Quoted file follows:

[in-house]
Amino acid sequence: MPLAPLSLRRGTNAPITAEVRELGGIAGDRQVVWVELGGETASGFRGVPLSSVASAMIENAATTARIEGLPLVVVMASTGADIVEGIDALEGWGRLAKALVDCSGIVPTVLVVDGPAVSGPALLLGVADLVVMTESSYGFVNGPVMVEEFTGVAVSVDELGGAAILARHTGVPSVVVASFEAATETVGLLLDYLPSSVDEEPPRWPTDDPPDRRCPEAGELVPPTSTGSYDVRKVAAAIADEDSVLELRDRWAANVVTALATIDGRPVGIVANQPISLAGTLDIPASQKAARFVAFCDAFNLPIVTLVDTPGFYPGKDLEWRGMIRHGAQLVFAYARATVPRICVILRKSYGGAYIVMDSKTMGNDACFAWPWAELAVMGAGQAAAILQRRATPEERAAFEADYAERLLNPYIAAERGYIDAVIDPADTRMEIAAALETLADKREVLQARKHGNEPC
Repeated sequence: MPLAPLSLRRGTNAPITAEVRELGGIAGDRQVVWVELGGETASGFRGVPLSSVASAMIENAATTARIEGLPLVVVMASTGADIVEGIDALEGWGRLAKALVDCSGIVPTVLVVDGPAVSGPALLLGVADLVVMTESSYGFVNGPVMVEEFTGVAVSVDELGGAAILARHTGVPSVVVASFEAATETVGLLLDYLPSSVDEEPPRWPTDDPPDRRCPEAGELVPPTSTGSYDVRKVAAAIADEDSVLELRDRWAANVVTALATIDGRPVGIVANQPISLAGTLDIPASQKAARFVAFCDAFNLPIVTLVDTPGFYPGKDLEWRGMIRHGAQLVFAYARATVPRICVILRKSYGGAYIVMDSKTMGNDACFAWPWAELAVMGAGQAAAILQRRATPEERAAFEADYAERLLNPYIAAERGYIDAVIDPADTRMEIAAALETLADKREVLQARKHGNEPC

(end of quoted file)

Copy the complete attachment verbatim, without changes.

[in-house]
Amino acid sequence: MPLAPLSLRRGTNAPITAEVRELGGIAGDRQVVWVELGGETASGFRGVPLSSVASAMIENAATTARIEGLPLVVVMASTGADIVEGIDALEGWGRLAKALVDCSGIVPTVLVVDGPAVSGPALLLGVADLVVMTESSYGFVNGPVMVEEFTGVAVSVDELGGAAILARHTGVPSVVVASFEAATETVGLLLDYLPSSVDEEPPRWPTDDPPDRRCPEAGELVPPTSTGSYDVRKVAAAIADEDSVLELRDRWAANVVTALATIDGRPVGIVANQPISLAGTLDIPASQKAARFVAFCDAFNLPIVTLVDTPGFYPGKDLEWRGMIRHGAQLVFAYARATVPRICVILRKSYGGAYIVMDSKTMGNDACFAWPWAELAVMGAGQAAAILQRRATPEERAAFEADYAERLLNPYIAAERGYIDAVIDPADTRMEIAAALETLADKREVLQARKHGNEPC
Repeated sequence: MPLAPLSLRRGTNAPITAEVRELGGIAGDRQVVWVELGGETASGFRGVPLSSVASAMIENAATTARIEGLPLVVVMASTGADIVEGIDALEGWGRLAKALVDCSGIVPTVLVVDGPAVSGPALLLGVADLVVMTESSYGFVNGPVMVEEFTGVAVSVDELGGAAILARHTGVPSVVVASFEAATETVGLLLDYLPSSVDEEPPRWPTDDPPDRRCPEAGELVPPTSTGSYDVRKVAAAIADEDSVLELRDRWAANVVTALATIDGRPVGIVANQPISLAGTLDIPASQKAARFVAFCDAFNLPIVTLVDTPGFYPGKDLEWRGMIRHGAQLVFAYARATVPRICVILRKSYGGAYIVMDSKTMGNDACFAWPWAELAVMGAGQAAAILQRRATPEERAAFEADYAERLLNPYIAAERGYIDAVIDPADTRMEIAAALETLADKREVLQARKHGNEPC